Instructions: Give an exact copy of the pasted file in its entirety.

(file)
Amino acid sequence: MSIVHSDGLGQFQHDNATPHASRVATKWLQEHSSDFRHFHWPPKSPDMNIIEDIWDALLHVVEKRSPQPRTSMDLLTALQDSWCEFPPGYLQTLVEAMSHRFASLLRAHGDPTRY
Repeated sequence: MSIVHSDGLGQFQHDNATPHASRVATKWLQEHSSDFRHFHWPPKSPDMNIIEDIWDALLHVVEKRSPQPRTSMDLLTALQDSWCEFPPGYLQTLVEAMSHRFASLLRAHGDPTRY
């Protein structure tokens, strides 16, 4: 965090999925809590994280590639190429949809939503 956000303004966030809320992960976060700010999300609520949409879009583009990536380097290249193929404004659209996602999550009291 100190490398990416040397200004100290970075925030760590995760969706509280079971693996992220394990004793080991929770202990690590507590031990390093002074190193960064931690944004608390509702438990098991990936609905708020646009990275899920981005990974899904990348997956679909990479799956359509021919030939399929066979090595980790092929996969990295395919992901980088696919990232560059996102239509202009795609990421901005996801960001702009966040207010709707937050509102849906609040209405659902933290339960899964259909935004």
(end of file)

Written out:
Amino acid sequence: MSIVHSDGLGQFQHDNATPHASRVATKWLQEHSSDFRHFHWPPKSPDMNIIEDIWDALLHVVEKRSPQPRTSMDLLTALQDSWCEFPPGYLQTLVEAMSHRFASLLRAHGDPTRY
Repeated sequence: MSIVHSDGLGQFQHDNATPHASRVATKWLQEHSSDFRHFHWPPKSPDMNIIEDIWDALLHVVEKRSPQPRTSMDLLTALQDSWCEFPPGYLQTLVEAMSHRFASLLRAHGDPTRY
């Protein structure tokens, strides 16, 4: 965090999925809590994280590639190429949809939503 956000303004966030809320992960976060700010999300609520949409879009583009990536380097290249193929404004659209996602999550009291 100190490398990416040397200004100290970075925030760590995760969706509280079971693996992220394990004793080991929770202990690590507590031990390093002074190193960064931690944004608390509702438990098991990936609905708020646009990275899920981005990974899904990348997956679909990479799956359509021919030939399929066979090595980790092929996969990295395919992901980088696919990232560059996102239509202009795609990421901005996801960001702009966040207010709707937050509102849906609040209405659902933290339960899964259909935004």